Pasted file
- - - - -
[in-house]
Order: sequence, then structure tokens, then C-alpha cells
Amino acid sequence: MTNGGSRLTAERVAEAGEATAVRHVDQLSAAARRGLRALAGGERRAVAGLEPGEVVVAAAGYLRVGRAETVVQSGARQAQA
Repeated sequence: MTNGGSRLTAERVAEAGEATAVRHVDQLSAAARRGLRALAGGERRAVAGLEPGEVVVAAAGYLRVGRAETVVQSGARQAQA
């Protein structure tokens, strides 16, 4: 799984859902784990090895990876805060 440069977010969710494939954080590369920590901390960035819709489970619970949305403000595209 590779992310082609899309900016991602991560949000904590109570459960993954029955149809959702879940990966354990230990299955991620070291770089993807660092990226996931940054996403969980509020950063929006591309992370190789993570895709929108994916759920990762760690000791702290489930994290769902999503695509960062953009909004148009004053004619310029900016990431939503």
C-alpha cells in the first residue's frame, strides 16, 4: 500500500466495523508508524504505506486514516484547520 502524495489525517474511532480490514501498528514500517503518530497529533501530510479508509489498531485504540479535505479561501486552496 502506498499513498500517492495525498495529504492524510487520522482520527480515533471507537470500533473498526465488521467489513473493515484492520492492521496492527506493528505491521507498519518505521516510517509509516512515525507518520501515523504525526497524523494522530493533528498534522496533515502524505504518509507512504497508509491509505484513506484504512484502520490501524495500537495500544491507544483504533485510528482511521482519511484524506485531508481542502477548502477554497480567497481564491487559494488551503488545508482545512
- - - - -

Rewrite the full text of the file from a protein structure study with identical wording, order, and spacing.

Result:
[in-house]
Order: sequence, then structure tokens, then C-alpha cells
Amino acid sequence: MTNGGSRLTAERVAEAGEATAVRHVDQLSAAARRGLRALAGGERRAVAGLEPGEVVVAAAGYLRVGRAETVVQSGARQAQA
Repeated sequence: MTNGGSRLTAERVAEAGEATAVRHVDQLSAAARRGLRALAGGERRAVAGLEPGEVVVAAAGYLRVGRAETVVQSGARQAQA
């Protein structure tokens, strides 16, 4: 799984859902784990090895990876805060 440069977010969710494939954080590369920590901390960035819709489970619970949305403000595209 590779992310082609899309900016991602991560949000904590109570459960993954029955149809959702879940990966354990230990299955991620070291770089993807660092990226996931940054996403969980509020950063929006591309992370190789993570895709929108994916759920990762760690000791702290489930994290769902999503695509960062953009909004148009004053004619310029900016990431939503």
C-alpha cells in the first residue's frame, strides 16, 4: 500500500466495523508508524504505506486514516484547520 502524495489525517474511532480490514501498528514500517503518530497529533501530510479508509489498531485504540479535505479561501486552496 502506498499513498500517492495525498495529504492524510487520522482520527480515533471507537470500533473498526465488521467489513473493515484492520492492521496492527506493528505491521507498519518505521516510517509509516512515525507518520501515523504525526497524523494522530493533528498534522496533515502524505504518509507512504497508509491509505484513506484504512484502520490501524495500537495500544491507544483504533485510528482511521482519511484524506485531508481542502477548502477554497480567497481564491487559494488551503488545508482545512